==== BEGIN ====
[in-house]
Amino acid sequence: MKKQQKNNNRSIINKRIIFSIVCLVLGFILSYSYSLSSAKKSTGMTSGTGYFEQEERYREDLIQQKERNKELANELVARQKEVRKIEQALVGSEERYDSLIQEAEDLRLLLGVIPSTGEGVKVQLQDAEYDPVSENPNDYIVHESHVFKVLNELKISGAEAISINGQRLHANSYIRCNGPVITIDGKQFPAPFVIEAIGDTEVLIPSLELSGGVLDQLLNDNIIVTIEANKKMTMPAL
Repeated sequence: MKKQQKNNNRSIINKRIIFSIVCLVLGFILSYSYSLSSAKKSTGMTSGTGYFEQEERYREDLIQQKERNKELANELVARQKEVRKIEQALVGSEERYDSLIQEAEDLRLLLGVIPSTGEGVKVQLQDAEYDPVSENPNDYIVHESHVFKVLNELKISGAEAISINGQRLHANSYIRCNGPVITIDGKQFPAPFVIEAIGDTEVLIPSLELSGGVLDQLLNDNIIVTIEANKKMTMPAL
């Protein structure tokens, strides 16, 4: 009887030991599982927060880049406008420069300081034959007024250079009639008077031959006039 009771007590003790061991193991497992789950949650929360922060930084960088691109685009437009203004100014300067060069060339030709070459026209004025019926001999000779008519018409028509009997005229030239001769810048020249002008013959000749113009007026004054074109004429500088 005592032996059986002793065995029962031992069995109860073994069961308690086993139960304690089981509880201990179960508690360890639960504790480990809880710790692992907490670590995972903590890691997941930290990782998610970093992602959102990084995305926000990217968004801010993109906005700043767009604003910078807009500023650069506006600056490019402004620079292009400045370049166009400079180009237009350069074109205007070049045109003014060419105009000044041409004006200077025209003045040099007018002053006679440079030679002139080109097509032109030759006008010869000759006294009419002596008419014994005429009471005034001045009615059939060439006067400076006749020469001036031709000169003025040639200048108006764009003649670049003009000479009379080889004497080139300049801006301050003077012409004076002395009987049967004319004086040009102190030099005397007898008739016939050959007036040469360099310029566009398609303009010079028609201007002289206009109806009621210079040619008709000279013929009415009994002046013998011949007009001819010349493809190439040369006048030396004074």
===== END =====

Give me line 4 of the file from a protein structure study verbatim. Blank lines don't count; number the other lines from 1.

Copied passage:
């Protein structure tokens, strides 16, 4: 009887030991599982927060880049406008420069300081034959007024250079009639008077031959006039 009771007590003790061991193991497992789950949650929360922060930084960088691109685009437009203004100014300067060069060339030709070459026209004025019926001999000779008519018409028509009997005229030239001769810048020249002008013959000749113009007026004054074109004429500088 005592032996059986002793065995029962031992069995109860073994069961308690086993139960304690089981509880201990179960508690360890639960504790480990809880710790692992907490670590995972903590890691997941930290990782998610970093992602959102990084995305926000990217968004801010993109906005700043767009604003910078807009500023650069506006600056490019402004620079292009400045370049166009400079180009237009350069074109205007070049045109003014060419105009000044041409004006200077025209003045040099007018002053006679440079030679002139080109097509032109030759006008010869000759006294009419002596008419014994005429009471005034001045009615059939060439006067400076006749020469001036031709000169003025040639200048108006764009003649670049003009000479009379080889004497080139300049801006301050003077012409004076002395009987049967004319004086040009102190030099005397007898008739016939050959007036040469360099310029566009398609303009010079028609201007002289206009109806009621210079040619008709000279013929009415009994002046013998011949007009001819010349493809190439040369006048030396004074």